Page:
• Yeah, that’s true. And also, I’m pretty sure I can improve the two captain’s chairs. First I’ve gotta find out if they waxed the things, because if so, I’ll need to wipe them down with mineral spirits first.

      But after that, it shouldn’t be difficult to massage in several more layers of colored Danish oil, let them dry, wax them, and then slather them with furniture polish.

      It’ll just be time-consuming. Plus my back hurts, and I expect a job like that isn’t going to do it much good. ๐Ÿ˜‰

  2. This is why I have Ikea furniture throughout my house. Keeping everything dusted and wiped down is enough of a chore for me.

    • LOL! Well said!!!

      Also, Ikea has some very cool designs. There’s one little kids’ set that almost makes me wish I still had a little kid.


  3. Did you complain at all?

  4. Not cool for you to not be TOTALLY satisfied after dropping $800. Personally … not a fan of Angie’s list…I have heard similiar stories on all types of repairs…and Angie offer’s little help. Know your upset when ya drop the “f-bomb”…I would be too.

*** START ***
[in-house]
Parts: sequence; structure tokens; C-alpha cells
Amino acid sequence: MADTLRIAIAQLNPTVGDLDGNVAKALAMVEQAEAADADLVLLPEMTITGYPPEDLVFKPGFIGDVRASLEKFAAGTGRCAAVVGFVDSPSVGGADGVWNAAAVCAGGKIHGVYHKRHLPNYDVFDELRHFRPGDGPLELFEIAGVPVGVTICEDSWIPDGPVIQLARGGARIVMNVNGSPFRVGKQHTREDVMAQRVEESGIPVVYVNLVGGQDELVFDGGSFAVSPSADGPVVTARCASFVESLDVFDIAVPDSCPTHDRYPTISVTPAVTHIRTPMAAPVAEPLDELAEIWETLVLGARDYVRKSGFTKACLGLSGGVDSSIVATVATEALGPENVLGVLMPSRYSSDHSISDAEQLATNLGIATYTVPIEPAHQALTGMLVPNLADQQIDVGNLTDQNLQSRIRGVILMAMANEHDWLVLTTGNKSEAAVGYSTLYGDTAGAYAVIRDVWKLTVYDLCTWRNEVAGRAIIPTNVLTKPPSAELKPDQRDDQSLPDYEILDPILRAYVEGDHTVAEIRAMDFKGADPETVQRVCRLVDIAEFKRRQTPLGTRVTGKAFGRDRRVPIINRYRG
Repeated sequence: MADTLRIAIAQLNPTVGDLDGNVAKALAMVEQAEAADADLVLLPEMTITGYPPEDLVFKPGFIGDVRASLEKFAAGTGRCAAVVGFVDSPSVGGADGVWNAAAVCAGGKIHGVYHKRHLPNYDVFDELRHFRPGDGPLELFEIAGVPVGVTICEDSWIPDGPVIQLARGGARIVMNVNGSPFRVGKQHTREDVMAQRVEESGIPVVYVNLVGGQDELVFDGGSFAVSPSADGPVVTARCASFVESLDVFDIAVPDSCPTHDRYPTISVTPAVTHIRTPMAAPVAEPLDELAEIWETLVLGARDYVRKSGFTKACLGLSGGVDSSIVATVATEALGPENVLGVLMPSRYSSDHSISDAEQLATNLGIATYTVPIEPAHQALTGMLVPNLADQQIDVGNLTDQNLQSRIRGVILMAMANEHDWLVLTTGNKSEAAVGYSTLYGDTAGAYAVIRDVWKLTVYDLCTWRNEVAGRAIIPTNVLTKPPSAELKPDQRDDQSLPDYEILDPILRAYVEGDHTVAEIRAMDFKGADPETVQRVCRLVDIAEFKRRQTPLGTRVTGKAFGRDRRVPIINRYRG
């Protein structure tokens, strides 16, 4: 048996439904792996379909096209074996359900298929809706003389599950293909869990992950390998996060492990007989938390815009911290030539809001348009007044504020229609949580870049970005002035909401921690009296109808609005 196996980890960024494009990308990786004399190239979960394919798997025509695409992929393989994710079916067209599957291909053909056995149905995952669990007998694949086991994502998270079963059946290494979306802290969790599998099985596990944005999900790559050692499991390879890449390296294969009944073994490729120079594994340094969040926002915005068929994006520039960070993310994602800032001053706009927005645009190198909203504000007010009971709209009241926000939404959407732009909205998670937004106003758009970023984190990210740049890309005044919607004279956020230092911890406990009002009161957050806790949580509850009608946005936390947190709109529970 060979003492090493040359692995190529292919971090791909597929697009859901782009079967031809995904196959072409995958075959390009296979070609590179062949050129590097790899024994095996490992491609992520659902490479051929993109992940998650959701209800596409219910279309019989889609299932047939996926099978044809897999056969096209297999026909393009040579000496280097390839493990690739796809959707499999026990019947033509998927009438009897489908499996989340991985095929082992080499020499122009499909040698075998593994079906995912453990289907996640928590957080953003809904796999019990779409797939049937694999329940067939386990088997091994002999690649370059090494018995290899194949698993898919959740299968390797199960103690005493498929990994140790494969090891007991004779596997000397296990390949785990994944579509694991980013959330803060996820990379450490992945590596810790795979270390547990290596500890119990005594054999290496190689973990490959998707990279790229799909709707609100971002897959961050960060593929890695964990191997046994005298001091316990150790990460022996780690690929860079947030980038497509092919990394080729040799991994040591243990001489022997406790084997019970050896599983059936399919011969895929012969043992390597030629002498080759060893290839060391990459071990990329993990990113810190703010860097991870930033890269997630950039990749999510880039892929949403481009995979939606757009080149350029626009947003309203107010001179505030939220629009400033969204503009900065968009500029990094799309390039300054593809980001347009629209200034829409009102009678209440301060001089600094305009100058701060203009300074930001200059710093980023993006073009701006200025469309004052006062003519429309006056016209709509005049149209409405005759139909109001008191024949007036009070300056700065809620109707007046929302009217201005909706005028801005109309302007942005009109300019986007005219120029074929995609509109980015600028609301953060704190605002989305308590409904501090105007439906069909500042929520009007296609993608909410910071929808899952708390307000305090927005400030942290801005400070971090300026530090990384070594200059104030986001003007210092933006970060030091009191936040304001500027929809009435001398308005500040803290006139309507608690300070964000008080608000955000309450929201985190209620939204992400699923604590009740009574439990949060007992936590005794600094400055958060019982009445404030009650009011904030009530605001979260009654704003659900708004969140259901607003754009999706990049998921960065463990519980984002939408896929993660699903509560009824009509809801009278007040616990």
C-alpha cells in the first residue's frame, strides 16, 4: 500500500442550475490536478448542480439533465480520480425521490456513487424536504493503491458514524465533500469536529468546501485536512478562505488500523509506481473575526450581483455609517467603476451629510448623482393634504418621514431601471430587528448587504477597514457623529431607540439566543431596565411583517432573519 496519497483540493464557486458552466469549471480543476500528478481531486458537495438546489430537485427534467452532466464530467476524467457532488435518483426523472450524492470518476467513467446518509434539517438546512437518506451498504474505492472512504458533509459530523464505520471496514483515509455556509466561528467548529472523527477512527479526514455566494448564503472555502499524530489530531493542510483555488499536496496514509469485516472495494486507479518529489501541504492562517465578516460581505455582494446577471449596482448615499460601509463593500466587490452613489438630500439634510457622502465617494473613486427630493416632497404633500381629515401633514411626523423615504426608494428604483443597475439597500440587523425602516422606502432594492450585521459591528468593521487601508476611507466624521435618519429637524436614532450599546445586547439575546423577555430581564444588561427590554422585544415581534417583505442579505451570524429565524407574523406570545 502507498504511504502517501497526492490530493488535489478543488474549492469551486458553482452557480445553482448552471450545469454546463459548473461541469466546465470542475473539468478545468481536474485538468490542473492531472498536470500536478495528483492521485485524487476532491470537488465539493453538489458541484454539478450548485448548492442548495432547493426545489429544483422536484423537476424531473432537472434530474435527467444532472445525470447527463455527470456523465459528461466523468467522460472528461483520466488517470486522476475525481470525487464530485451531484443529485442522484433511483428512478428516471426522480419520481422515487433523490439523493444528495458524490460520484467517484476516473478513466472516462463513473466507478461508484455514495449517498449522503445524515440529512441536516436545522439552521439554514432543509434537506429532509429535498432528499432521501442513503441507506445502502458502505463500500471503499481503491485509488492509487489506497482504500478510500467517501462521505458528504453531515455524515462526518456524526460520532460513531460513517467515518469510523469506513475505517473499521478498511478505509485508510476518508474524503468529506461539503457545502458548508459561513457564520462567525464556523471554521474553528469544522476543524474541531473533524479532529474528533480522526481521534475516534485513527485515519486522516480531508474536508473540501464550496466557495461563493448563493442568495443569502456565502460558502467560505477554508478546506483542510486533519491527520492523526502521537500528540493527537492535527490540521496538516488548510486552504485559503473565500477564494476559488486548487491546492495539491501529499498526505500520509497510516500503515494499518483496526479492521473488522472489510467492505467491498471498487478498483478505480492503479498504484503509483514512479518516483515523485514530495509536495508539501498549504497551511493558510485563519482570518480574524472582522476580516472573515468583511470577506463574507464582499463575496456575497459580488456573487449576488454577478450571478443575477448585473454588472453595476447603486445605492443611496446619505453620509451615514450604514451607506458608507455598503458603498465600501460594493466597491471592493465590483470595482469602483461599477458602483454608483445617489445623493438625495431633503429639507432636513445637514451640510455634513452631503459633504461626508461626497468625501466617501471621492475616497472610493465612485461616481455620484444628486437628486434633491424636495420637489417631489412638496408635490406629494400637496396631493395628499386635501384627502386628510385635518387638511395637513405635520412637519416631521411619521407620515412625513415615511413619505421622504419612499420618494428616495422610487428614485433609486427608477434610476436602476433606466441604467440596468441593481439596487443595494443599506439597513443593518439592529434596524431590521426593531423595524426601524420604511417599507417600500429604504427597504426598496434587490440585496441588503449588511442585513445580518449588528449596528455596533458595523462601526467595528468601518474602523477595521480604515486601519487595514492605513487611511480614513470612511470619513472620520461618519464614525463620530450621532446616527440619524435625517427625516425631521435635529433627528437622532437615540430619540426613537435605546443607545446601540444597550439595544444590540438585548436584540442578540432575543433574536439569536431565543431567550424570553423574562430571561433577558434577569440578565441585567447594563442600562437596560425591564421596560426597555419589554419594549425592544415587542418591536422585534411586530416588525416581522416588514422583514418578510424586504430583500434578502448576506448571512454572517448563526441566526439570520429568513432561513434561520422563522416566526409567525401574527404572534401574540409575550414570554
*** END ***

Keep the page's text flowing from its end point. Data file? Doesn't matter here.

Question?…I have some dining room chairs that I acquired about 25-30 years ago that have similiar lines as your chairs. Would you happen to have a good reference to check out if I have heirlooms or firewood?

  5. Ikea is very cool….True story….bought a loft bed for DD2 for $199 with matress as memory serves, DD slept on it over 10 years but “out-grew” the concept. Put it on craigslist and quickly sold it for $215 without matress and sold the matress for $35 to someone else. This is probably the only furniture I have ever used and sold for a profit…crazy.

  6. Ooh, I’m disappointed for you. I was really hoping that they would do a great job when you mentioned the transaction originally. Is it worth complaining and asking for them to do it again? Or would that do more harm than good to the pieces at this point?

    • Actually, things are looking up. More positive gnus tomorrow…entire day has been diddled away, between procrastination and an extended electric outage. Reduced to spending the evening at work. Again. ๐Ÿ˜€